Shabbat 82 – Successful Bodily Functions
Rabbi Huna’s response is very telling – “he speaks of the life of God’s creations, and you think he’s teaching milay d’alma. All the more reason to learn from him!” In other words, even the most mundane, secular or even profane matter that has to do with God’s creation is fodder for religious exploration. Today we understand the world divided into “religious” matters and “secular” matters – working at our job, fixing our roof, going to the bathroom all in the latter category. While rabbinic Judaism did have words for “holy” [kodesh] and “secular” [khol], they didn’t really have the same sense, since even the “secular” was suffused with a sense of omnipresent and omnipotent divinity. It is only when our concept of God shrinks to accommodate to real-world experience that space for the “secular” is created.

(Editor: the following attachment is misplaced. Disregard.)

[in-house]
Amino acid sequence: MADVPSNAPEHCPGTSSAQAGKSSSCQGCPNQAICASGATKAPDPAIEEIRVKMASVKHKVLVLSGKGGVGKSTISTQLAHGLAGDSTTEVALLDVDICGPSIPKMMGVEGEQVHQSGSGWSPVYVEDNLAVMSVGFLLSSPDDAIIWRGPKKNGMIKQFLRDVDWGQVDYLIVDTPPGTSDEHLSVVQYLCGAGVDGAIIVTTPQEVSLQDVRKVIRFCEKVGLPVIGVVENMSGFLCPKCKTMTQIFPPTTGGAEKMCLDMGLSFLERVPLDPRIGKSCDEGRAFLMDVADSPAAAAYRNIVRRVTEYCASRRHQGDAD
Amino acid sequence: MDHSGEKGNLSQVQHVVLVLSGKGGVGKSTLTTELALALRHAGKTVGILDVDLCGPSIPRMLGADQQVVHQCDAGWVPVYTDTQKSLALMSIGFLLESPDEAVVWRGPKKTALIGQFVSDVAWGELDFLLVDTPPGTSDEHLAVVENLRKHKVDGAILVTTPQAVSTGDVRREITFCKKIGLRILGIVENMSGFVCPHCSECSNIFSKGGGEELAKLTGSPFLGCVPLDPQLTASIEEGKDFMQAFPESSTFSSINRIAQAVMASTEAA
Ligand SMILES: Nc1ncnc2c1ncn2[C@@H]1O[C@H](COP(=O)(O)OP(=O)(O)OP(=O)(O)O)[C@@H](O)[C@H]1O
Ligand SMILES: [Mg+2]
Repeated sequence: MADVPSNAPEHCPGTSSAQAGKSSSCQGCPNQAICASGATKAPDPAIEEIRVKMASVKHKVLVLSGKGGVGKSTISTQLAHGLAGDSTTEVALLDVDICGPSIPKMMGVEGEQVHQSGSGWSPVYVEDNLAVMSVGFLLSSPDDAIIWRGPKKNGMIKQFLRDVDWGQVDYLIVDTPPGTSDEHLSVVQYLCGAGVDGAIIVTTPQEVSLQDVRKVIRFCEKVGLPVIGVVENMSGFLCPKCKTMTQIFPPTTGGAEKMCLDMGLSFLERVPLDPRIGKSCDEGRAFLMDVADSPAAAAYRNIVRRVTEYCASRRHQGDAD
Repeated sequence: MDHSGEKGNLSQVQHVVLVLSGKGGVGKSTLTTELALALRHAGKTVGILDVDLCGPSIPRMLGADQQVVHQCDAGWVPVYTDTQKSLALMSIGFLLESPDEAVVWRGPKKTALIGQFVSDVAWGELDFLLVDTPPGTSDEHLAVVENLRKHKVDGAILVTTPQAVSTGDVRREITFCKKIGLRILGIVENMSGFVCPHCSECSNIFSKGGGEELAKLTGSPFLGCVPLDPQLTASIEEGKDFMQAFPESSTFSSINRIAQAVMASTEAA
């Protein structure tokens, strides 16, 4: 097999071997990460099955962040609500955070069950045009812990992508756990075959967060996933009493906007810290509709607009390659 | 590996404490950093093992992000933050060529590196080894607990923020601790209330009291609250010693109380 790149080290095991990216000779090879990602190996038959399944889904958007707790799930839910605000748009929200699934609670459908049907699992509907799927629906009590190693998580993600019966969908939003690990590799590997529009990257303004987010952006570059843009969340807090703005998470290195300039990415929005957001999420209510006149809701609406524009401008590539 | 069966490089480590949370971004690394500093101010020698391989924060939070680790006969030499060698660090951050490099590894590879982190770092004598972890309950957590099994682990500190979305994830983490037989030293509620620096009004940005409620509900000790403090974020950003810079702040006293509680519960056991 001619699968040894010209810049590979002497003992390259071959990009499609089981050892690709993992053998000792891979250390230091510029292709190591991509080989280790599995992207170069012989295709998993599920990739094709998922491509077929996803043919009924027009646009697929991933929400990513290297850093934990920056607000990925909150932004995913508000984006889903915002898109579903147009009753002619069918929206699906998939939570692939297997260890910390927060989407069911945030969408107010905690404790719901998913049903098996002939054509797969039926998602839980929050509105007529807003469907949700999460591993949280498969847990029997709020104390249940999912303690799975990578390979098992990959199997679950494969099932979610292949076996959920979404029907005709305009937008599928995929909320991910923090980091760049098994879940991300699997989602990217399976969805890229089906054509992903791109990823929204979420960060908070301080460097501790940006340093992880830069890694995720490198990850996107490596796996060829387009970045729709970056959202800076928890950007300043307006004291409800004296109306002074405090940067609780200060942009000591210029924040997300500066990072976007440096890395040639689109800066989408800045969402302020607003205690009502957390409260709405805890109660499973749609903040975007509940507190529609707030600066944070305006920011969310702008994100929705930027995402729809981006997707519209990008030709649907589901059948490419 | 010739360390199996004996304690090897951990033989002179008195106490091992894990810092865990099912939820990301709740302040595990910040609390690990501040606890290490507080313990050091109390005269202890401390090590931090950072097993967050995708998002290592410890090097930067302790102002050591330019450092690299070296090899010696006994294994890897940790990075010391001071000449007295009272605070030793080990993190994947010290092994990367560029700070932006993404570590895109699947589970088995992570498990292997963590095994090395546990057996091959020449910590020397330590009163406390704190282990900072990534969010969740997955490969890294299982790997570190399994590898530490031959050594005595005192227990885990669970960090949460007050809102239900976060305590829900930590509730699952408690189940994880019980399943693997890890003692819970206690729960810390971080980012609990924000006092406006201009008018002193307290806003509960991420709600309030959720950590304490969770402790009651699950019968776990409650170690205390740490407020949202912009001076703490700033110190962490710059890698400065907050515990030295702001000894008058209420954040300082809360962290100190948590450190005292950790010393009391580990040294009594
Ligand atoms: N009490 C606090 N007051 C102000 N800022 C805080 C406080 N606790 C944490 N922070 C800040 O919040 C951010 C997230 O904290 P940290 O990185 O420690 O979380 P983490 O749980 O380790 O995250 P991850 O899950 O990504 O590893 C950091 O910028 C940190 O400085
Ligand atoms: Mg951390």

Thus advice for the person who needs to “evacuate” but cannot (i.e. constipation) is not just advice, but part of the tradition of living a healthy life. One Rabbi suggests standing up and sitting down; another suggests moving side to side; and there is a dispute over whether concentrating on it or not thinking about it at all will be more helpful. There is even a traditional blessing for successfully leaving a bathroom with every tube and orifice in working order! And even the most secular of us may let out some religious vocabulary (from other religions too!) when we’ve had to go and finally have success.
Rabbi Adam Chalom
For more on this topic, see my entry for Berakhot 60, which is also where the “bathroom blessing” is found. A traditional (and straight-faced) exploration of the “bathroom blessing” that contains its full text can be read at: http://torah.org/features/firstperson/everythingablessing.html.